I think it's fair to say that until always indicates the end of a period of time, but:
It will happen until ... is specifying the end of a 'positive' period of time, i.e. the event will continue until the specified date (or period), and presumably then finish.
Hence a positive until is indicating the end of the event in referred to.
E.g. The season continues until the end of September means The season finishes on or about 30th September.
Analogous to Edwin's example: I swam regularly until I went to university means I stopped swimming regularly when I went to university: it didn't happen while I was at university.
It will not happen until ... is specifying the end of a 'negative' period of time, i.e. the event will continue to 'not happen' until the specified date (or period), and presumably then start happening.
So a negative until is in fact indicating the start of the event referred to, i.e. the start of the positive period.
E.g. The season doesn't start until the beginning of June means The season starts on or about 1st June.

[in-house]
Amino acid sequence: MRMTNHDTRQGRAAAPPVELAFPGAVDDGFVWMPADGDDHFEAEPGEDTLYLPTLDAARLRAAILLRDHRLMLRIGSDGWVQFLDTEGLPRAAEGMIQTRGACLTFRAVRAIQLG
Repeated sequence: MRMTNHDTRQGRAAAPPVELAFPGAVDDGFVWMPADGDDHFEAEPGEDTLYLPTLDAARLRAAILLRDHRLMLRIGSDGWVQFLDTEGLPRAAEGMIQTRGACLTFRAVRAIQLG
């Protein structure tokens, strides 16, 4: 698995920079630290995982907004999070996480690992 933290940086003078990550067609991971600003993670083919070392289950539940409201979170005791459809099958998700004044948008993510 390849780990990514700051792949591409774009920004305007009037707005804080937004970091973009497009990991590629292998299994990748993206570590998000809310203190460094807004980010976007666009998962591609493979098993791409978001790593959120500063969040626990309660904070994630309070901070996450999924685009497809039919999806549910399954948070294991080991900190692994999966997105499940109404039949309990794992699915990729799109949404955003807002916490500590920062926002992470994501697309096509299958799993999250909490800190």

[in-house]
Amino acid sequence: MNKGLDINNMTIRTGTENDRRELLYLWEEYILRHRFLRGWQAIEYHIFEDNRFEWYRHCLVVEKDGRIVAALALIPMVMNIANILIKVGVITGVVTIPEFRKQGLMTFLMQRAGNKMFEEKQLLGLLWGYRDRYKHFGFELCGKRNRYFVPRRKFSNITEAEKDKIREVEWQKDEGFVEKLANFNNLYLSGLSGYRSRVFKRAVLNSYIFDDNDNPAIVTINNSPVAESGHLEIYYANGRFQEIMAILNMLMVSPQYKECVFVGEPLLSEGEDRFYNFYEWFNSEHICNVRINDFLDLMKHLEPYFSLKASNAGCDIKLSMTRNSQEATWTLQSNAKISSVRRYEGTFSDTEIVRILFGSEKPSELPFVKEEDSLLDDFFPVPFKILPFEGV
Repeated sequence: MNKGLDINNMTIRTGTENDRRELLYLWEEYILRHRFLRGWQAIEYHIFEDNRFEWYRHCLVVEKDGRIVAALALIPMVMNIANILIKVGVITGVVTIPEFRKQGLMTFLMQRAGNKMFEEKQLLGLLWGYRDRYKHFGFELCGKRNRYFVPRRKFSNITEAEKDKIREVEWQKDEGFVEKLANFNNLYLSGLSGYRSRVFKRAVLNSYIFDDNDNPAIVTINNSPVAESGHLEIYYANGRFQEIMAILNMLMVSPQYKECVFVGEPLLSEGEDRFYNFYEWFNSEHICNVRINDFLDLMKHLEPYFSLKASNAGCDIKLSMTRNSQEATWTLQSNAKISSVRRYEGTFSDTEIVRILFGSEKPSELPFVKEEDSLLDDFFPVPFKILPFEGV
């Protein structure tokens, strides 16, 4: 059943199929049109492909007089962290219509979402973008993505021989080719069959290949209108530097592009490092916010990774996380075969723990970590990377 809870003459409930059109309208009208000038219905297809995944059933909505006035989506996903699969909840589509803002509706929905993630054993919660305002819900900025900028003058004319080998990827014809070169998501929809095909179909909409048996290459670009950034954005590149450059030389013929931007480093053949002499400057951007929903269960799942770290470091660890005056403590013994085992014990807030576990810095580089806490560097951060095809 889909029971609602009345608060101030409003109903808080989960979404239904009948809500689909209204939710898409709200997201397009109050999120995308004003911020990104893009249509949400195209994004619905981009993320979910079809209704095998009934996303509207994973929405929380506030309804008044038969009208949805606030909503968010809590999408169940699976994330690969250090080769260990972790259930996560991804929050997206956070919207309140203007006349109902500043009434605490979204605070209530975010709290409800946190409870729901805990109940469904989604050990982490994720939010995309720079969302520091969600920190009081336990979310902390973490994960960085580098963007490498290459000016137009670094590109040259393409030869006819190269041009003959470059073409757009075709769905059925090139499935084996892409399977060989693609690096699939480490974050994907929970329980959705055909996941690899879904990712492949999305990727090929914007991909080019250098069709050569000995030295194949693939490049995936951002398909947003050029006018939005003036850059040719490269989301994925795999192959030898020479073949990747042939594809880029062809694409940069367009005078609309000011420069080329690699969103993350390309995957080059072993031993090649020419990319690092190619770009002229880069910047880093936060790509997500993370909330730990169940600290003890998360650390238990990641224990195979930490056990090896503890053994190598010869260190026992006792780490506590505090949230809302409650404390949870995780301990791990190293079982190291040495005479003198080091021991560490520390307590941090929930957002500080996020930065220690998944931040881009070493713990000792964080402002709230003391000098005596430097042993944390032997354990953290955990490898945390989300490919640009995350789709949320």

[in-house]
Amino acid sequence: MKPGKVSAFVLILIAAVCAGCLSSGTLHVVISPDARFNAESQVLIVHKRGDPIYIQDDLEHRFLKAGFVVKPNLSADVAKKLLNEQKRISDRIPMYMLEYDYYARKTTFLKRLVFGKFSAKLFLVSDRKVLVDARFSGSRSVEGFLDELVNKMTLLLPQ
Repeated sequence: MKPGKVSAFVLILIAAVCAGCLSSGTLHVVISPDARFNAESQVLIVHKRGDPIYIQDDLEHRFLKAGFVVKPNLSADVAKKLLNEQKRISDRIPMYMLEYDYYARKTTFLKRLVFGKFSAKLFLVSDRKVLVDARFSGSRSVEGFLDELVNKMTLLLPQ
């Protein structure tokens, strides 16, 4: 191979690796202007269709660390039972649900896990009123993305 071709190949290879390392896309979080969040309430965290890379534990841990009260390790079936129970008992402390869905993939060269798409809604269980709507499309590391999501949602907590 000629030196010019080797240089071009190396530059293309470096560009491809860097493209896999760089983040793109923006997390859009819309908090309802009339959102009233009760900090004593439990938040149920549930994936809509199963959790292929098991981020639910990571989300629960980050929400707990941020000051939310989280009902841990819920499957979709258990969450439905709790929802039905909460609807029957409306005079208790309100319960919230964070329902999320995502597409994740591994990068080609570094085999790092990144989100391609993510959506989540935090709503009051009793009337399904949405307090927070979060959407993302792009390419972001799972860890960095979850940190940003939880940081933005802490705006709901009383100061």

To borrow Edwin's example: I had never played squash until I went to university means I started playing squash while at university: it did happen while I was at university.
Whether the period in question is inclusive or exclusive of the mentioned date is often ambiguous, but may be apparent from the context. I offer the following as 'general guidance' (but certainly not to be relied upon when the actual date is critical to you):
A positive until normally includes the specified date (or period).
E.g. The show is on until 28th June would usually mean that 28th June is the last night on which you can see the show.
Thus, the 'positive' period includes the date.
A negative until normally excludes the specified date (or period).
E.g. The show is not on until 28th June would usually mean that 28th June is the first night on which you can see the show.
Thus, the 'negative' period excludes the date, and hence the immediately following 'positive' period necessarily includes the date.
In both cases, the event you are actually interested in, namely "the show" is inclusive of both dates.
As Edwin has indicated, where the time of day is more critical, as in He is / isn't here until ..., there is an ambiguity as to the precise time, but normally both dates would be inclusive of the period that he is here.
He is not here until the 11th = He arrives on the 11th.
He is here until the 15th = He departs on the 15th.
Thus, his period here includes (at least part of) both days.